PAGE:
The first-in-the-South primary state initially fell hard for the stumbling Texas governor -- but now, it may be slouching toward Mitt Romney instead
COLUMBIA, S.C. -- Not long ago, Rick Perry was a rock star here. Now he's an underdog.
The Texas governor announced his campaign in Charleston, S.C., in mid-August. The following week, he was greeted by over-capacity crowds as he swung through the state. They surged out the doors of restaurants and swarmed him as he walked down the street.
It was a high point for Perry nationally -- before his debate performances would reveal the real candidate to be such a pale shadow of voters' idealization. But it was especially so in the first-in-the-South primary state, where his folksy affect and Southern accent immediately endeared him. He seemed invincible, superhero-like, a deus ex machina come to rescue the disaffected GOP base from a lackluster candidate field.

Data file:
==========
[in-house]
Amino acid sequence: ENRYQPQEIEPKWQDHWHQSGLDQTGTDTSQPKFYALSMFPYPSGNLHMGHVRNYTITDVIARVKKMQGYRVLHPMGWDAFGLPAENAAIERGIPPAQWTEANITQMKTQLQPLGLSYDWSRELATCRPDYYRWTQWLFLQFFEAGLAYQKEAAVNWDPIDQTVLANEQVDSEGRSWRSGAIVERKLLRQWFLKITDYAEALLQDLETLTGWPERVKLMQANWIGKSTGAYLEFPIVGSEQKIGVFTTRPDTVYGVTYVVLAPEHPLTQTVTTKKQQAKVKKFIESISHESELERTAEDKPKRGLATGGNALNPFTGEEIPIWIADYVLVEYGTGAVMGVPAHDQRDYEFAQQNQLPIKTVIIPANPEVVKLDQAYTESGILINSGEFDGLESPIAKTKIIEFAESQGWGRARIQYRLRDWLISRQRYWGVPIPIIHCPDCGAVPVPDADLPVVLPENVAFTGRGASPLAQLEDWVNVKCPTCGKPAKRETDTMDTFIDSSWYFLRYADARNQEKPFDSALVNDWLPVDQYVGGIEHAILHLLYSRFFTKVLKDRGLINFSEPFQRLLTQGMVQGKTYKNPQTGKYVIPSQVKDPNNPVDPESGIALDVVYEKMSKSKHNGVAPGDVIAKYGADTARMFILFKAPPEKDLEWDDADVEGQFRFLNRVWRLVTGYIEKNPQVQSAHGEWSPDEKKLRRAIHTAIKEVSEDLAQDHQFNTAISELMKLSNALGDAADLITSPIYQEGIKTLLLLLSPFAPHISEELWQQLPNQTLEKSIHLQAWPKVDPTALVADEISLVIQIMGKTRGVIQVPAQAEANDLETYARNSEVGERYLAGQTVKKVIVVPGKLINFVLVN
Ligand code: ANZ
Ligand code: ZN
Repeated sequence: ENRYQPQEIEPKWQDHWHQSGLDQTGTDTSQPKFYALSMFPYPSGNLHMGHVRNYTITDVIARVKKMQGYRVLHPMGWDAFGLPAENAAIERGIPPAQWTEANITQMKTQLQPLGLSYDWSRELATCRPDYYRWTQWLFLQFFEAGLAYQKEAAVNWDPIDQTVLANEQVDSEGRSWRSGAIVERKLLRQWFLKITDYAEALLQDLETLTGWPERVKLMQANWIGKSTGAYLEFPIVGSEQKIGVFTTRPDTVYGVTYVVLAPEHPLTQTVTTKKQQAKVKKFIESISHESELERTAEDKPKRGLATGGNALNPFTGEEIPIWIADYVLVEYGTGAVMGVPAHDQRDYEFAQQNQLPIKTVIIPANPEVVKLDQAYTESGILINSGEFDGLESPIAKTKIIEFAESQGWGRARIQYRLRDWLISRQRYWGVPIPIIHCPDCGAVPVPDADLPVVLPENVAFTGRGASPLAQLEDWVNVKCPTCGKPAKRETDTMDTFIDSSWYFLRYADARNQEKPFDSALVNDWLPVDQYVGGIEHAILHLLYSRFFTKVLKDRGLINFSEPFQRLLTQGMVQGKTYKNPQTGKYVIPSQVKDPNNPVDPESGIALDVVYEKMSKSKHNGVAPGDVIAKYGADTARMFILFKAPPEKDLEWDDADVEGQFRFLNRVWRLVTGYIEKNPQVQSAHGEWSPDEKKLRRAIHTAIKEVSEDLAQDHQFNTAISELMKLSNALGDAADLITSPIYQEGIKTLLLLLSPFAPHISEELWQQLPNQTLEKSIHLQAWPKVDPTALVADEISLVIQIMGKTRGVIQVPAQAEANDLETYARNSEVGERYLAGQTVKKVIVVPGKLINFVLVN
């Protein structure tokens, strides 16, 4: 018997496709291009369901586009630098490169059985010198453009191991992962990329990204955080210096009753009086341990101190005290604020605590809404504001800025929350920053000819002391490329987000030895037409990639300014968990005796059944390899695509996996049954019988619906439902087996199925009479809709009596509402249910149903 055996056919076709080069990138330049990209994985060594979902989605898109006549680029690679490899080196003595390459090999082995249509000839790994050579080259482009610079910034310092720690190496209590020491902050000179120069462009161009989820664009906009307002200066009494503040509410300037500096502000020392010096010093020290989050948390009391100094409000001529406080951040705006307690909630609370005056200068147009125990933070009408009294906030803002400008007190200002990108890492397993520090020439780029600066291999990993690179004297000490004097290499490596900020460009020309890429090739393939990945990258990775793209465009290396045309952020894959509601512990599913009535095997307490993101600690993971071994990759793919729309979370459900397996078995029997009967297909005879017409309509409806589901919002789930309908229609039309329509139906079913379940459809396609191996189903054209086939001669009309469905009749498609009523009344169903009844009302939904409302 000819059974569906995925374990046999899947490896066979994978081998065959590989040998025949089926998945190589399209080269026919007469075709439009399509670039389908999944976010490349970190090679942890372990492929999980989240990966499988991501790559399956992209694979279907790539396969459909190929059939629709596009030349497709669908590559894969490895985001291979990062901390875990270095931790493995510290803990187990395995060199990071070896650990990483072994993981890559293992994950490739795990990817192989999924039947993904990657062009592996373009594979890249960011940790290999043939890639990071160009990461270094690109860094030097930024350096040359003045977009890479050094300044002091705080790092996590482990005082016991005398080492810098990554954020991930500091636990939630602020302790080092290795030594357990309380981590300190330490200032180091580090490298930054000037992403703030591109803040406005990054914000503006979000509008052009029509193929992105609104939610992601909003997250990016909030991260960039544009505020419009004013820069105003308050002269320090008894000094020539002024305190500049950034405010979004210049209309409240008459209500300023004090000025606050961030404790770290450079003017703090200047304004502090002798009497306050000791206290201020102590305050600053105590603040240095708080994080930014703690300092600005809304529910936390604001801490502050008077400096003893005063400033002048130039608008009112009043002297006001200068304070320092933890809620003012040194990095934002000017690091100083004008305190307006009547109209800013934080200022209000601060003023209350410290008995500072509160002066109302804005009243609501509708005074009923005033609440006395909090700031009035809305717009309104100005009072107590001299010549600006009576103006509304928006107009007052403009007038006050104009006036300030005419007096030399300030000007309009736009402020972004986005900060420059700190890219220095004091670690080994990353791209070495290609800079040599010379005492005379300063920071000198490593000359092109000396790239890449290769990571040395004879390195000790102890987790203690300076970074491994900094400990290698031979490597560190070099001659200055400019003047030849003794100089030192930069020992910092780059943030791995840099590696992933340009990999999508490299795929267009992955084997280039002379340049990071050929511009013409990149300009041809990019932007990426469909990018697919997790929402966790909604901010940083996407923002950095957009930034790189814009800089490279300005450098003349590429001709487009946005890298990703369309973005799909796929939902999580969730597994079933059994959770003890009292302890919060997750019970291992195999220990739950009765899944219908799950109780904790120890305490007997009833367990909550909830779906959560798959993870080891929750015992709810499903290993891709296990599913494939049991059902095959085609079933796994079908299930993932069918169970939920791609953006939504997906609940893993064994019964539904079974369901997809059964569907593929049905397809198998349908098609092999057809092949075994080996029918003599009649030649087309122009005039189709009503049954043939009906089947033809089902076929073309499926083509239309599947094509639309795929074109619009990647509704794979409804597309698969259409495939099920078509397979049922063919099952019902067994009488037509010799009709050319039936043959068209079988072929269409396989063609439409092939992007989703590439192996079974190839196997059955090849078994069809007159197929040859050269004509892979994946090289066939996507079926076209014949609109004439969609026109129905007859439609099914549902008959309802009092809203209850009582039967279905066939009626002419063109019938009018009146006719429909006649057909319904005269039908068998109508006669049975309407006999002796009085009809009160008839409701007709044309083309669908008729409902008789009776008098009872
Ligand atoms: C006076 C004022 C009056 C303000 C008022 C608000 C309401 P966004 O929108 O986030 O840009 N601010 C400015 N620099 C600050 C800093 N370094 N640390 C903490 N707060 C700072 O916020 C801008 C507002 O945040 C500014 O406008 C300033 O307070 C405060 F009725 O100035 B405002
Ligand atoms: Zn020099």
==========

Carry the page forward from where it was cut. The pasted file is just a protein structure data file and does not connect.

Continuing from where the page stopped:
Fast forward to this week, when Perry, along with the rest of those once-derided candidates, descended on the Palmetto State in advance of Saturday night's CBS/National Journal debate.
No crowds came out to see Perry in Columbia, where he took part in the capital city's Veterans Day parade. Dressed casually in jeans and his green nylon Air Force flight jacket, Perry walked the parade route alone, trailed by military jeeps.
He crisscrossed from side to side to shake spectators' hands, then broke into a jog, forcing a small bunch of reporters and cameramen to run after him. Then he jumped into a Hummer and was taken back to the parade viewing stand, where he mingled with members of the military -- safely inside his comfort zone.